Ambystoma laterale

Common Names: Blue-spotted Salamander
Category: Amphibians
Sub-category: Salamanders

A mole salamander native to the Great Lakes states and northeastern United States, and parts of Ontario and Quebec in Canada.

These salamanders are between 8 and 14 cm in length, of which the tail comprises about 40 percent of the length. Their skin is bluish-black, with characteristic blue and white flecks on its back, and bluish-white spots on the sides of its body and tail. They have an elongated body, though they are not nearly as slender as the Jefferson salamander. The vent is typically black, which contrasts with the paler belly. They have long toes: four on the front feet, and five on the hind feet. Typically, specimens will have 12-14 costal grooves. Males tend to be smaller than females, though they have longer, flattened tails.

Blue-spotted salamanders are primarily found in moist, deciduous hardwood forests and swampy woodlands, though they can be found in coniferous forests and fields too. They prefer vernal pools that retain water into mid-summer, to ensure access to a suitable breeding habitat. Underbrush, leaf litter, rocks and logs are commonly used for shelter.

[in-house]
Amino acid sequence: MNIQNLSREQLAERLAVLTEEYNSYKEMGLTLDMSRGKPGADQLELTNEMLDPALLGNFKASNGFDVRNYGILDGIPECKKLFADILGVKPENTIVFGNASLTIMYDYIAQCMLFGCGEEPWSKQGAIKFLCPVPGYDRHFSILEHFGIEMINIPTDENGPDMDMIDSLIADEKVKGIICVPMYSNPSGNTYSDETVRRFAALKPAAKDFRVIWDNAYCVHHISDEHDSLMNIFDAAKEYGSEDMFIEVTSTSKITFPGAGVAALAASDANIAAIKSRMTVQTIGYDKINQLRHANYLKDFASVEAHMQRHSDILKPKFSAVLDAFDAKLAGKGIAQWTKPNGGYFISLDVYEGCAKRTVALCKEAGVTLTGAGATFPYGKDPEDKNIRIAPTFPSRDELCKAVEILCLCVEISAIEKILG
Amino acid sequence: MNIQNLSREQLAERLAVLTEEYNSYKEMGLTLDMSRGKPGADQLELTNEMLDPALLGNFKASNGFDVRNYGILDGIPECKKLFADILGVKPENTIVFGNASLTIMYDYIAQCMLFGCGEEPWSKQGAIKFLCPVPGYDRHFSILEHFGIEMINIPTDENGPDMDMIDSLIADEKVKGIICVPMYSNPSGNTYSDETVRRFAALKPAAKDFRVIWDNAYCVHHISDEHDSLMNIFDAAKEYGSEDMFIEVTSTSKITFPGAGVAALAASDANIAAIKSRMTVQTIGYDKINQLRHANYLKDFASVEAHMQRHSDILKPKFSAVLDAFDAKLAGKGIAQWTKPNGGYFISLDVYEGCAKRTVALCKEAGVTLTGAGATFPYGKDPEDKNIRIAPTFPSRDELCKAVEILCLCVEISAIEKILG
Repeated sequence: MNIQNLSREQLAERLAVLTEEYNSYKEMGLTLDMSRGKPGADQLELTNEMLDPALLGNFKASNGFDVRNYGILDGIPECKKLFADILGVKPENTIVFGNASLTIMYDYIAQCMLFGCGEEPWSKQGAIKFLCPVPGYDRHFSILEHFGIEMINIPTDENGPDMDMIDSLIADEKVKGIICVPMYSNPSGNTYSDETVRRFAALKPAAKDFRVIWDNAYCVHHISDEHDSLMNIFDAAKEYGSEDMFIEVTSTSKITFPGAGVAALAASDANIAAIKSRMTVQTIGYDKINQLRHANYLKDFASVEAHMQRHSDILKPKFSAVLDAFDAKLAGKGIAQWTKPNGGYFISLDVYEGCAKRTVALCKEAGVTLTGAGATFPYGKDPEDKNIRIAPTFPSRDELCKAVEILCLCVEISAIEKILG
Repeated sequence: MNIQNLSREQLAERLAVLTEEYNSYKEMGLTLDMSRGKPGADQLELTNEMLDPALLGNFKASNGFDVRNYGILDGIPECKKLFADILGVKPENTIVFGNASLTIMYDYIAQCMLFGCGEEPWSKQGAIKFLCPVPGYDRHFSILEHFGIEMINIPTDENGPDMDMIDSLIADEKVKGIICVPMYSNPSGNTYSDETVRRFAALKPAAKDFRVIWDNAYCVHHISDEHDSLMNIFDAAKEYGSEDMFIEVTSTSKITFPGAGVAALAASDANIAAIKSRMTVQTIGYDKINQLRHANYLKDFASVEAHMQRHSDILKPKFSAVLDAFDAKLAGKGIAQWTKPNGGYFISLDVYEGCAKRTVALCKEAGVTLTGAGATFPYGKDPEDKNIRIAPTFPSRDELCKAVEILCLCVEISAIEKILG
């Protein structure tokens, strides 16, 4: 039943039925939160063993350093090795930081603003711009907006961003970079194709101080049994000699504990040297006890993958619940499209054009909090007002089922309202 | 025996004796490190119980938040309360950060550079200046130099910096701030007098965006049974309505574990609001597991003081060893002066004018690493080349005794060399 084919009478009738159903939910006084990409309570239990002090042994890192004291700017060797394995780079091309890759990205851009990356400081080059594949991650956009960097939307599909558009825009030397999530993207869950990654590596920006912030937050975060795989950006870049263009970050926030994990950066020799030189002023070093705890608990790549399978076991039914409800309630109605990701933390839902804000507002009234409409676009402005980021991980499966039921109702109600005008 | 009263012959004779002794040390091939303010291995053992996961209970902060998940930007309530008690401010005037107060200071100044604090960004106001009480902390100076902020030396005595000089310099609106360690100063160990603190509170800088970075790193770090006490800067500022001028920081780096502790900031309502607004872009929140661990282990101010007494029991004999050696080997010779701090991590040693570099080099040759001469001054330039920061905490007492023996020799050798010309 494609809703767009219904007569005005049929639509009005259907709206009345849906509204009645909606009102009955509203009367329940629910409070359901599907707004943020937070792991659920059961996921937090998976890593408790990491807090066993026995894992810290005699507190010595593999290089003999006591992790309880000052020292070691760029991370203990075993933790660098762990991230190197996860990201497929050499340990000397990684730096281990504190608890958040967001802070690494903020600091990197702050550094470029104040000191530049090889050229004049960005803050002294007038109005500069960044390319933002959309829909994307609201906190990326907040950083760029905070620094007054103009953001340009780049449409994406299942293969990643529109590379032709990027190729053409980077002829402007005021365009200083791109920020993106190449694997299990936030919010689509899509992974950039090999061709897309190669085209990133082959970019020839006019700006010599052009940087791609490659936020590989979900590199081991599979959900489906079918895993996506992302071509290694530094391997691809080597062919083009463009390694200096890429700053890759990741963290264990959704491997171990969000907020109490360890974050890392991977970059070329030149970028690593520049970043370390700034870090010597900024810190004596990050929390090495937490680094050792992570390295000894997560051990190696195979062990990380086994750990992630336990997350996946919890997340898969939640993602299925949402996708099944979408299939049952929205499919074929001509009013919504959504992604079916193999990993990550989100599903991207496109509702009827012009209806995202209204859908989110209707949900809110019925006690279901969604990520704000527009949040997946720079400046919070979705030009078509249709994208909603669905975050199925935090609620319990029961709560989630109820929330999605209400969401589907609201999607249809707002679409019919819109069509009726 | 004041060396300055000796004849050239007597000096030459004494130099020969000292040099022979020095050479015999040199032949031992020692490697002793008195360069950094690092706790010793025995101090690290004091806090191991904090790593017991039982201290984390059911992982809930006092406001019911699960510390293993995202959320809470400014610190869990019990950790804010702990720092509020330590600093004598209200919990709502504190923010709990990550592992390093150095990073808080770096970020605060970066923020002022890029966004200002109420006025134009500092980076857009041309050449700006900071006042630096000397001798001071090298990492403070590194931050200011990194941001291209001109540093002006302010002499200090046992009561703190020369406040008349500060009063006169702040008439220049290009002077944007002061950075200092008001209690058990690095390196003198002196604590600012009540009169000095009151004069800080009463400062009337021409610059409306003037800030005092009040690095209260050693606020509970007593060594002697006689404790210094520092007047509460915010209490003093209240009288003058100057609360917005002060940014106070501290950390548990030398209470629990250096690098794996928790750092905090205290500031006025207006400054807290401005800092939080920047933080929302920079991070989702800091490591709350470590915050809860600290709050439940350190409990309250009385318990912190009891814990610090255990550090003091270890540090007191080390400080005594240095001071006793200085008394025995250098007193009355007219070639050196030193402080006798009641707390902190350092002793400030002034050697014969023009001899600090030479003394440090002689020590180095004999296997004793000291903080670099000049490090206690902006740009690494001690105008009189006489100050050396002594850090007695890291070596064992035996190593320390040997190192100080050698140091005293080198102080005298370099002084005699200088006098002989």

Edible Notes: Not known to be edible.
Warnings: Amphibians, like reptiles, can carry Salmonella, which is a potentially deadly bacteria. It is safer for you (and the amphibian) to not touch them or anything in the area where they live, but if you do: Wash your hands thoroughly with soap and warm water immediately after touching. Use hand sanitizer if soap and water are not readily available.